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Birth & More | Pain Relief

Pain Relief during Labour and Birth

When going through labour and birth it’s essential to try your very best to relax and stay in control – both physically and mentally. There are a few different options to choose from when it comes to pain relief during labour and birth. Being aware of all the choices you have can help you make an informed decision that you are happy with, so let’s take a look at what’s available.


While some women want to have a completely natural birth, many opt for medication as pain relief during labour and birth. There are three main types of medication available at most hospitals – namely an epidural, gas and air and pethidine. An epidural is probably the most popular option and said to be the one that currently gives most pain relief during labour and birth. Another medication available is entonox, also known as gas and air, consisting of 50% nitrous oxide and 50% oxygen. You can breathe this gas in through a facemask when each contraction starts, and keep breathing it in until the contraction is over. Pethidine, on the other hand, is a morphine-like drug that can be injected into your bum or thigh. Pethidine helps you relax and even sleep during the first stage of labour. When you are near delivery, however, you can’t use pethidine as it might affect the baby. Although these types of medication might give pain relief in labour, they have side-effects such as drowsiness, slowed labour, nausea and light-headedness.

Prepare your body
It’s so important to prepare your body, both physically and mentally, for the major task that lies ahead. You should watch your diet, get some exercise every day and aim to be fit and ready in order to help your baby come into this world. Practice breathing and relaxation exercises and read up about labour and birth so that you have an idea of what to expect on the big day. Although preparing your body for labour and birth will not ease the pain you’ll feel during contractions, it will at least give you some peace of mind as to what to expect and how you can deal with it.

TENS stands for Transcutaneous Electronic Nerve Stimulation and is a battery-powered stimulation connected by wires to electrodes placed on either side of your spine. With a TENS machine you are able to control the stimulation your lower back receives to block the transmission of pain impulses to the brain. TENS also stimulates your body to produce more natural painkillers – such as endorphins. A TENS machine can be hired for a home birth, but can also be available to you in hospitals.

Giving birth in water is another option available for mothers-to-be. You can have a water birth at home with a private midwife or at certain hospitals that have birthing pools. With a water birth you will spend all stages of labour in a warm bath and can also deliver your baby here. Water has a calming influence on everyone involved and can benefit the mother-to-be in many ways. As water counteracts the effects of gravity, moving around is a lot easier and the mother-to-be feels more in control and can conserve energy. The welcome for your new baby is gentler, and a water birth can also reduce perineal trauma and eliminate episiotomies.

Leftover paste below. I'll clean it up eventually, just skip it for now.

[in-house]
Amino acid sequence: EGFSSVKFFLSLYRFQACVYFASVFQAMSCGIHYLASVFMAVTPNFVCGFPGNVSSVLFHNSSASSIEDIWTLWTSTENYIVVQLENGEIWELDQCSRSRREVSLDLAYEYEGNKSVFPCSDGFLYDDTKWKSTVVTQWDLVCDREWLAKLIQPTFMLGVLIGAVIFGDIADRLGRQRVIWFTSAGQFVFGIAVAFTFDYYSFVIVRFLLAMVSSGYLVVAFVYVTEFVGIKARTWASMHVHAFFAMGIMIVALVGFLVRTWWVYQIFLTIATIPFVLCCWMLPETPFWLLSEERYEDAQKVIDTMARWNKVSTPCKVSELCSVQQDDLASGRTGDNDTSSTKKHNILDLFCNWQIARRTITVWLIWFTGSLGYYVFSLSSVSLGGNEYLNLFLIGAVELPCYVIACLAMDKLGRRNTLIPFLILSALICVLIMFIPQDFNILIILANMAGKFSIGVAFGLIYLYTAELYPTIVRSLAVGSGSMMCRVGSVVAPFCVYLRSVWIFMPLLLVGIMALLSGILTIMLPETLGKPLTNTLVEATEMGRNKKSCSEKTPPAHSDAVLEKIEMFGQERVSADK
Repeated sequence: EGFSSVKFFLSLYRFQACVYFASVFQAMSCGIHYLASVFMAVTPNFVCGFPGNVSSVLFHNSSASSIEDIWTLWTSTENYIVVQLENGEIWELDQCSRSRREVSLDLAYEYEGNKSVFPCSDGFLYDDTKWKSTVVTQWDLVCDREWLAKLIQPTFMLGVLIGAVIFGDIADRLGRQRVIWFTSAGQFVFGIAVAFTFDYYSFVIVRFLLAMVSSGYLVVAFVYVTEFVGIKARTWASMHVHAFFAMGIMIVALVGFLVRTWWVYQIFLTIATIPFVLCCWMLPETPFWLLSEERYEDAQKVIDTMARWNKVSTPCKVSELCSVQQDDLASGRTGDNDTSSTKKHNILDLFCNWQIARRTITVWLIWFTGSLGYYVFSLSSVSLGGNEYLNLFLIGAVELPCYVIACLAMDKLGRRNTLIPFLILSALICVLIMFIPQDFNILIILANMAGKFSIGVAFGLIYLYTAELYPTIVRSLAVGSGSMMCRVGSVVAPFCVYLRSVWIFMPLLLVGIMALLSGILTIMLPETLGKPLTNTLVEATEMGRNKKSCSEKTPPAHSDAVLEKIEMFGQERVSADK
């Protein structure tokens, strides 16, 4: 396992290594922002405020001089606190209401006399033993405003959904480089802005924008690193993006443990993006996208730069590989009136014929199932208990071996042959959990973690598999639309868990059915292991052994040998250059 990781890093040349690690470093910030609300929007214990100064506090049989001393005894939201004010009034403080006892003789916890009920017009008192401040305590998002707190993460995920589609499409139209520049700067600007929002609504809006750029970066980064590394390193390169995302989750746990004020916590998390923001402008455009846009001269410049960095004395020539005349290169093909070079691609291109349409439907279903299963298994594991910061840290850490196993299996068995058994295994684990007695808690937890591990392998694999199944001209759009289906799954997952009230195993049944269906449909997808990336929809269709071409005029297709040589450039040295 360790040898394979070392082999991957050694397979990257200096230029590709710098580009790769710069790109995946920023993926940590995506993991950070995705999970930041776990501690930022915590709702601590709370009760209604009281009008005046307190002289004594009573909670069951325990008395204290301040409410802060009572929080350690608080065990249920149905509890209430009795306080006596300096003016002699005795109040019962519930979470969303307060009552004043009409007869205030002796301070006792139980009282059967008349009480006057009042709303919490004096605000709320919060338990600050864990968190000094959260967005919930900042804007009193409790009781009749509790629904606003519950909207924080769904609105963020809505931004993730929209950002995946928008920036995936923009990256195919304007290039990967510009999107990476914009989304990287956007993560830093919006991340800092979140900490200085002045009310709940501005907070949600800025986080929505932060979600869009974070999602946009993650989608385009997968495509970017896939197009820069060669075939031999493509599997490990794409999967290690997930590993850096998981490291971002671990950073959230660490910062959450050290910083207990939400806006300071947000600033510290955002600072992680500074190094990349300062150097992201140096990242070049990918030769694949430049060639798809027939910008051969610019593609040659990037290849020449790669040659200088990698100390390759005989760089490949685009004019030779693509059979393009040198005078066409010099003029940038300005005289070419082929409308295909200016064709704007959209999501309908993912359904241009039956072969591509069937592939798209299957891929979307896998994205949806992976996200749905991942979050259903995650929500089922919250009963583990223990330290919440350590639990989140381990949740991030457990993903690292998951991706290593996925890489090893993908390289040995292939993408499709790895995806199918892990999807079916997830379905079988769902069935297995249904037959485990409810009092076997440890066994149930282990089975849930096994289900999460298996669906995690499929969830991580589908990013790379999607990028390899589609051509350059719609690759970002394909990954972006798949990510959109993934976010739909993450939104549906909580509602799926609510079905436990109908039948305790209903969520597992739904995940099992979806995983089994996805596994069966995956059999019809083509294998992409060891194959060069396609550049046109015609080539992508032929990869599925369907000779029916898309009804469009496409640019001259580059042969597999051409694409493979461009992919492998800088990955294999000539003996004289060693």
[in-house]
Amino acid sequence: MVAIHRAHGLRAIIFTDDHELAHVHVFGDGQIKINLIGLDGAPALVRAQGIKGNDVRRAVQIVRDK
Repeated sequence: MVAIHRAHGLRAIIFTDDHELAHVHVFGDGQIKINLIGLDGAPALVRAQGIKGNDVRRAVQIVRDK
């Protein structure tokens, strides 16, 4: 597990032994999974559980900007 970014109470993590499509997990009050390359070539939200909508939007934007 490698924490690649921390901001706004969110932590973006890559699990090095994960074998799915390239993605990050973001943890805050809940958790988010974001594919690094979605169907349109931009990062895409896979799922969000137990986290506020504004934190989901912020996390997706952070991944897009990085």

Non-traditional options
Non-traditional options include among others hypnosis, reflexology and acupuncture. Although these methods might not work for everyone or give complete pain relief in labour, they can have the power to help you relax and handle the situation better – if you just let yourself go with the flow. With acupuncture needles are inserted in your limbs or ears to block the pain impulses, while a woman who has been trained in self-hypnosis can use this technique to relax herself.

Relaxation and breathing
Most prenatal classes train you in relaxation methods and breathing. Women that are strong-minded can use this to help them get through labour – shifting their attention away from the pain. Power of the mind is an incredible tool; being in control mentally is a great way of dealing with the pain throughout the whole experience of giving birth.

There are also a few other pain relief options during labour. Using soothing music, dim lights, firm massage or heat/cold application to the lower back and the support and touch of a birthing partner can help ease the pain. Taking hot showers and making sure you keep hydrated can also help, and don’t forget to keep moving or walking around. Lying on your back is actually the most painful position during labour, so take the pressure off your back and use gravity to help your baby move down into the birthing canal.

By looking at the options available to you, you can at least prepare yourself for what’s to come and have some sort of idea of how you would like to experience labour and birth. Remember, however, that childbirth isn’t a test of endurance. You have not failed if you ask for medication.


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